Ellie Ames 22 September 2023

Concern over Bristol schools’ app use to monitor children

Concern over Bristol schools’ app use to monitor children image
Image: Yau Ming Low / shutterstock.com

Campaign groups have accused Bristol schools who use an app to monitor pupils and their families of ‘intrusive monitoring’.

Through the Think Family Education (TFE) app, safeguarding leads and pastoral teams in education settings can access information from Bristol City Council and Avon and Somerset Police, including about a child’s or their family’s contact with police, child protection and welfare services.

The app also sends automated alerts of young people profiled as ‘at risk’ of criminal activity, criminal justice watchdog Fair Trials has found.

The TFE app is used by more than 100 primary and secondary schools in Bristol without the knowledge or consent of children or their families, Fair Trials has said, although some information about the system is publicly available.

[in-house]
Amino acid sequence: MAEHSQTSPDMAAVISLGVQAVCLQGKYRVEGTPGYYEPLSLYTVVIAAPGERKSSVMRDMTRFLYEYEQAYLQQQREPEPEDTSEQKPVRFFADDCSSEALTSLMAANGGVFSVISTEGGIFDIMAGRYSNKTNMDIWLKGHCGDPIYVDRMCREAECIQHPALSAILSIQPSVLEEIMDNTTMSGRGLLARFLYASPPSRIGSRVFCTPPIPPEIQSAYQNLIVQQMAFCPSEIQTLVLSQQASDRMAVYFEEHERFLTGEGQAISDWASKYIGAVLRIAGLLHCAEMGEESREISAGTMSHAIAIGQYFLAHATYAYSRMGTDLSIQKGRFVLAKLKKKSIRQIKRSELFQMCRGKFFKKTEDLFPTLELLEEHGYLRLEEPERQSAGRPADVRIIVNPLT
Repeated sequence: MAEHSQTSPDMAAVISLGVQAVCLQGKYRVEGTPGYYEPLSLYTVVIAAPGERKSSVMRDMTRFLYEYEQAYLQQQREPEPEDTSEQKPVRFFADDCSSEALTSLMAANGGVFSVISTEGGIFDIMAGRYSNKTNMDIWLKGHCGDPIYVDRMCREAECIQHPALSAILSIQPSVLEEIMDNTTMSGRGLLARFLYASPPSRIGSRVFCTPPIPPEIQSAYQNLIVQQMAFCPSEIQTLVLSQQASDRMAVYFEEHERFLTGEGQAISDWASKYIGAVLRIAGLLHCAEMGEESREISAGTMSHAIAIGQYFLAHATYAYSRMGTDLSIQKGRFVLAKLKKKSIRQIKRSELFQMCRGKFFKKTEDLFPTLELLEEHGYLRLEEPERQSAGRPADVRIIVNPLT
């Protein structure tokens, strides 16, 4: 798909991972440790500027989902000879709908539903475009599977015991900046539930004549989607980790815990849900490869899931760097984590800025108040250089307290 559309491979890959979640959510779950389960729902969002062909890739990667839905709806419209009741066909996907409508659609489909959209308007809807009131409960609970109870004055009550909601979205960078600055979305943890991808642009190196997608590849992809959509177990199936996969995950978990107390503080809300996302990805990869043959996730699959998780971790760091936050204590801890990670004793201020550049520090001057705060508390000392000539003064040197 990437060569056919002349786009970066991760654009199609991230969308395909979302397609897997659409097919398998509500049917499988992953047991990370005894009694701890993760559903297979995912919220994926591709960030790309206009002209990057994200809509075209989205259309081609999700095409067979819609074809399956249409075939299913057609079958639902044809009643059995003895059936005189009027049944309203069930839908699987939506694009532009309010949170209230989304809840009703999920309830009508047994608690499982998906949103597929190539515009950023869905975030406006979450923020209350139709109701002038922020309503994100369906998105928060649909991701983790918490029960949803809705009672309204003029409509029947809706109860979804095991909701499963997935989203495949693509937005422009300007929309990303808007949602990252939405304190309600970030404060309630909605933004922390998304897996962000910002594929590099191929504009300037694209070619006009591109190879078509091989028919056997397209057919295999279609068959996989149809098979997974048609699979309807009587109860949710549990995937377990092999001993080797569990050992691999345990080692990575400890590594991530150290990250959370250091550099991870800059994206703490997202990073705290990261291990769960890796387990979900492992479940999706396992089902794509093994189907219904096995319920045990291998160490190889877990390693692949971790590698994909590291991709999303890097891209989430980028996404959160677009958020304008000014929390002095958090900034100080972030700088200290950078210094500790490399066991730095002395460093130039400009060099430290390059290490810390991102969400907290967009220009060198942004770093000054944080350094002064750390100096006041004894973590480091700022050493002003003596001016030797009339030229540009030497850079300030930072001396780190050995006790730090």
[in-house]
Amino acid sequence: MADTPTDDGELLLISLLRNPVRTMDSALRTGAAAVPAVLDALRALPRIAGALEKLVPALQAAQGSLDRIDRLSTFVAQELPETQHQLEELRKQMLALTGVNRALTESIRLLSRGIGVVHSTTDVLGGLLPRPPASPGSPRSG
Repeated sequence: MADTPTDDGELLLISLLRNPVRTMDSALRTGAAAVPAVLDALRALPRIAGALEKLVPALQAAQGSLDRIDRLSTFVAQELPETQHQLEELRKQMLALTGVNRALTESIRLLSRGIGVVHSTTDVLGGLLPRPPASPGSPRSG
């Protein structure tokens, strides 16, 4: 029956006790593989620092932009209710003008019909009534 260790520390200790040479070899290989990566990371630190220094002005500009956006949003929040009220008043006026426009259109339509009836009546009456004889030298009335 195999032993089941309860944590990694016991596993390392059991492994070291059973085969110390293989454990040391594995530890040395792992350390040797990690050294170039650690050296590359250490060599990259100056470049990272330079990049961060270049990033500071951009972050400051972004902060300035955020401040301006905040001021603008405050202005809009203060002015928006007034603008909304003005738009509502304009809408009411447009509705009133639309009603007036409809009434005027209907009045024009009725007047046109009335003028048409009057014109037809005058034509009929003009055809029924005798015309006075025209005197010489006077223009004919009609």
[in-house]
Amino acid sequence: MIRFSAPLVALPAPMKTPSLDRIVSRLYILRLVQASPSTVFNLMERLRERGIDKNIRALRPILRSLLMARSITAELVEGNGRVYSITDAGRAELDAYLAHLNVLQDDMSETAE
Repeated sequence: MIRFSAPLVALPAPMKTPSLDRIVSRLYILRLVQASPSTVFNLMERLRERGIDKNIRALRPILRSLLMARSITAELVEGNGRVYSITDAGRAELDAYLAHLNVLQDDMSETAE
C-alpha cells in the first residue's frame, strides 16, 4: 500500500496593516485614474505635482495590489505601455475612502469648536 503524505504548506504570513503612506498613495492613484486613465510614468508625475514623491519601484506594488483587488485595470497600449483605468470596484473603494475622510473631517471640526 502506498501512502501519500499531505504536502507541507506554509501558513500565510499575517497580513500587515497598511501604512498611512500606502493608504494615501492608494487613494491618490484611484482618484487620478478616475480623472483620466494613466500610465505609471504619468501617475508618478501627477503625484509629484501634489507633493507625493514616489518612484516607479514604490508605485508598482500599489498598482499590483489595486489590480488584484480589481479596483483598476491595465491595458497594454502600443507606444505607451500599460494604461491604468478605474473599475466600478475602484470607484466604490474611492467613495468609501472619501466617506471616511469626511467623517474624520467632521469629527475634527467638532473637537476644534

Director of the Institute of Race Relations Liz Fekete said children as young as four were ‘targeted for “intrusive monitoring” and algorithmic predictive policing around the risk of future criminality.’

She described ‘a biased and reckless multi-agency safeguarding approach that stigmatises whole families’ and raised concerns about the app’s collation of information on children who speak English as an additional language.

Ms Fekete said: ‘It’s frankly astounding that council leaders could think that such an app has any role to play in education settings. This is nothing less than institutional racism in action.’

A Bristol City Council spokesperson said: ‘The introduction of the Think Family Education App now means that schools, who are an essential part of the safeguarding system in Bristol, have access to appropriate information in a secure and restricted way to make decisions about how they support children.’

Fair Trials said it had been told of intentions to expand the system to schools across other local authorities.

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